Monday, January 5, 2015

For the Record: December 2014

December ended up being a surprisingly good reading month for me, especially considering that my overall reading time has been down this year. I decided to spend the last week of the year starting a classic instead of trying to race through a couple of smaller books, giving me time to pull together my year-end stats. Here's what I read this month:

7 Books Read in December: (69 year-to-date)

1 Nonfiction:
  - Jane Austen Cover to Cover, Margaret C. Sullivan (4) I loved the covers in this book, especially the campy ones, but the bonus lesson on the fashion and fads of publishing in general was fascinating...an unexpected treat. This is the perfect example of a worthwhile coffee table book - suitable for one minute's perusal or one hour's reading and information (and entertainment) to be had either way.

2 Gifts to my Kiddos (that I had to read first!):
  - The Gigantic Beard That Was Evil, Stephen Collins (4.5) For my 15yo son, a graphic novel that is just as wonderful as the title itself. The illustrations and story line were wonderful - funny yet serious.
  - More Than This, Patrick Ness (4) For my 14yo daughter, another adventure from her favorite author.  This is rather Matrix, but the delivery is fully Ness.

4 Others:
  - Nora Webster, Colm Toibin (4.5) I was only partially sold on Brooklyn, but I decided to give Toibin another chance. I found this well-written character study fully captivating, though surely the Irish setting helped with that. Unlike Brooklyn, this novel spends more time exploring the main character's inner thoughts and feelings instead of leaving them only hinted on (and focusing on the character's actions instead). I loved how the story touched and prodded at how we come to think of ourselves as we do, and how we can change. It ended rather abruptly with no real closure, but in a way that was symbolic of the story in general.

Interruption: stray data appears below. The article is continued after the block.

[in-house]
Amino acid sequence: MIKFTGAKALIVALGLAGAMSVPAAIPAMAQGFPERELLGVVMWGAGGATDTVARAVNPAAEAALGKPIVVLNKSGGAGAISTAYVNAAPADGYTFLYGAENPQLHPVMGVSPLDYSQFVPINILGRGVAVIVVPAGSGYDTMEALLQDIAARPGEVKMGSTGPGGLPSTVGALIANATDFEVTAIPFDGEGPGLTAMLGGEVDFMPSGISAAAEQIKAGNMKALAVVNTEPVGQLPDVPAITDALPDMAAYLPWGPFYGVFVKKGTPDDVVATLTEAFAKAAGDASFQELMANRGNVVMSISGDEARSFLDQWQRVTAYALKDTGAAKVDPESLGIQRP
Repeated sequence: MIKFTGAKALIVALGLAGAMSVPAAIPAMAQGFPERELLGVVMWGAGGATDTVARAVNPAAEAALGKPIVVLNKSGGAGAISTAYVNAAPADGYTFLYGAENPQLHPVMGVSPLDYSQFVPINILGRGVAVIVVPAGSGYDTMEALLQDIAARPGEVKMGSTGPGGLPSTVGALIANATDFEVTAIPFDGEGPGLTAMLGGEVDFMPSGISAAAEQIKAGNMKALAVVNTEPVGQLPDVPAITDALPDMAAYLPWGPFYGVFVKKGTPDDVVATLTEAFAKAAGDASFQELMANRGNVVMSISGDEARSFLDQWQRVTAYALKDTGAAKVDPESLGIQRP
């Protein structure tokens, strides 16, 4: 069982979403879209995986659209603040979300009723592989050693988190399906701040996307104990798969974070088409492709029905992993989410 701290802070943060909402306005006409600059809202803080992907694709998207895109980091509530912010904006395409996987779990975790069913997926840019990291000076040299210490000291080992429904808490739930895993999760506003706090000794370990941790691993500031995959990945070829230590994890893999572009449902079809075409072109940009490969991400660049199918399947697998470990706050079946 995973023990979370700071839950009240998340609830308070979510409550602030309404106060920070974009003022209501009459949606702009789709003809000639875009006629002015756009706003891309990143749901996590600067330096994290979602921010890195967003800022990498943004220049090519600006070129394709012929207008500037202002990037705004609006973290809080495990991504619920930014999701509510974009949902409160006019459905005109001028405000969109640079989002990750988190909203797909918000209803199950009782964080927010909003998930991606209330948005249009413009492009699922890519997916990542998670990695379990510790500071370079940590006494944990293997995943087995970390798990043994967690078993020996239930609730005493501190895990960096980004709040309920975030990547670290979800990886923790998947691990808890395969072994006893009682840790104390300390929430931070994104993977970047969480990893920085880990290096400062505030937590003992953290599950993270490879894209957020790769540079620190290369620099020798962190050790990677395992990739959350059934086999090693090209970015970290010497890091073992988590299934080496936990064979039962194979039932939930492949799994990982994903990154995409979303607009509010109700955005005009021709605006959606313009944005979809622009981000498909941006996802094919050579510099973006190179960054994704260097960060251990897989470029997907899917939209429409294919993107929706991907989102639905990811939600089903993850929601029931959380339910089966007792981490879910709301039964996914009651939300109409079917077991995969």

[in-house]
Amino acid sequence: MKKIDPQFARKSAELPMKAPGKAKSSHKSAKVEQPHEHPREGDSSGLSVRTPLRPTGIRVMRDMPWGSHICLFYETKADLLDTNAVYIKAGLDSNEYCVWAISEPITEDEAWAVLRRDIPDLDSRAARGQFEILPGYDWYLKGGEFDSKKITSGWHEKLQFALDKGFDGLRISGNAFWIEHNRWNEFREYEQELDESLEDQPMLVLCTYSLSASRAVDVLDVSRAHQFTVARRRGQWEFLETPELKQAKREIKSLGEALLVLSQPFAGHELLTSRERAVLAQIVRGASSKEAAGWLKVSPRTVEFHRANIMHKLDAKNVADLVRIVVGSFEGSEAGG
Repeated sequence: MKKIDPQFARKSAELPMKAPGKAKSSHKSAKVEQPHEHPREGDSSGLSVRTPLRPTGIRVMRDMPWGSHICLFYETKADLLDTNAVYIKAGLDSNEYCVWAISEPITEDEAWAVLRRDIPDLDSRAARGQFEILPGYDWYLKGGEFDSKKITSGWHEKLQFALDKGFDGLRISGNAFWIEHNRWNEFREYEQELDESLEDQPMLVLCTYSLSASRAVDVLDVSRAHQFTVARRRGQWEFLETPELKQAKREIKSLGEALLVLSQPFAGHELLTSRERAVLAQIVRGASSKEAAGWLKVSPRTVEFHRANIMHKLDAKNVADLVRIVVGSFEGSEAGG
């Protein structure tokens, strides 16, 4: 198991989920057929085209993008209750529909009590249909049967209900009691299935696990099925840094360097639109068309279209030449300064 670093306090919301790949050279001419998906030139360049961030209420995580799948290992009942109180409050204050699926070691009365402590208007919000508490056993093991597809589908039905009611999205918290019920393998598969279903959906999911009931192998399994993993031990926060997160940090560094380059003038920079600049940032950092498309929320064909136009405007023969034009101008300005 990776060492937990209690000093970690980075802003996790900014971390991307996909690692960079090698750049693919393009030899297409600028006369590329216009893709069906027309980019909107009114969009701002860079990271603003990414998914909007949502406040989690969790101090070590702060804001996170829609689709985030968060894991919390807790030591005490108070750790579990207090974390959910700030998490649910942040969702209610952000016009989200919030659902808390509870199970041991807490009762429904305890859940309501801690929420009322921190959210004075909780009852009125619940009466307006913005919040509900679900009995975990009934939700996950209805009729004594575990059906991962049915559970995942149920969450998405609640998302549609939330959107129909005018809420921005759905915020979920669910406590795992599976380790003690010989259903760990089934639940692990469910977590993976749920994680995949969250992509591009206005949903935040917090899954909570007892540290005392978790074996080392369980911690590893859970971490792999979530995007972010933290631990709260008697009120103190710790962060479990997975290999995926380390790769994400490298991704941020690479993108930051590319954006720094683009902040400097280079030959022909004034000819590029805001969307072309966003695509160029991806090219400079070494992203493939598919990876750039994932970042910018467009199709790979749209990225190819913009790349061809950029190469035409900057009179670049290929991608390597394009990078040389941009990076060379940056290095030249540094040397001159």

- One Plus One, Jojo Moyes (3.5) I read this enjoyable little modern day romance with my book club. I thought the characters were more fully developed than in Me Before You, and the plot felt less emotionally manipulative, so I liked it more.  The plot is a pretty basic formula, but it didn't matter all too much while reading.
  - Ade, Rebecca Walker (3) I thought the poetic writing would carry this short novel for me, but it ended up feeling overly wrought. I could relate to the feeling of landing in a corner of the earth where you feel like you belong, but the dreamlike quality of the love story was hard for me to connect with.
  - Wake, Anna Hope (3.5) The post WWI London setting of this story was enough for me to overlook some of the little issues of this book, (mediocre present-tense writing, a large cast of characters that were hard to tell apart,) but there was a major issue that it couldn't redeem. Even after reading the book, many parts didn't make sense until I went back and read the synopsis a few times. The fact that I was interested enough to read the book even through waves of confusion says something in the book's favor, but I still can't get behind the idea that reading the synopsis is a necessary part of understanding the plot of a book.

            

2 Current Reads:
  - The Goldfinch, Donna Tartt. My current audio book - I've made some progress on this book but still  have a little ways to go.  The writing and pacing is wonderful, but the characters are pretty depressing.
  - Main Street, Sinclair Lewis. I enjoyed Free Air so much at the beginning of the year, and I've been wanting to read Lewis again since then.  His observations on the common quirks of everyday people make me so happy!

   

On My Nightstand:
I thought I might read these before jumping into Main Street, but that didn't happen. These are still on my nightstand:

  

2 comments:

  1. Nora Webster sounds good! You know, I've never read Sinclair Lewis. You've made me curious.

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    Replies
    1. I enjoyed Nora Webster quite a bit. It covers the few years after she lost her husband, so you would have a different perspective on it I'm sure.

      Sinclair Lewis is so much fun. His humor and writing is something like a mashup of Austen and Maugham, but in pre-Prohibition America. I think you'd like him!

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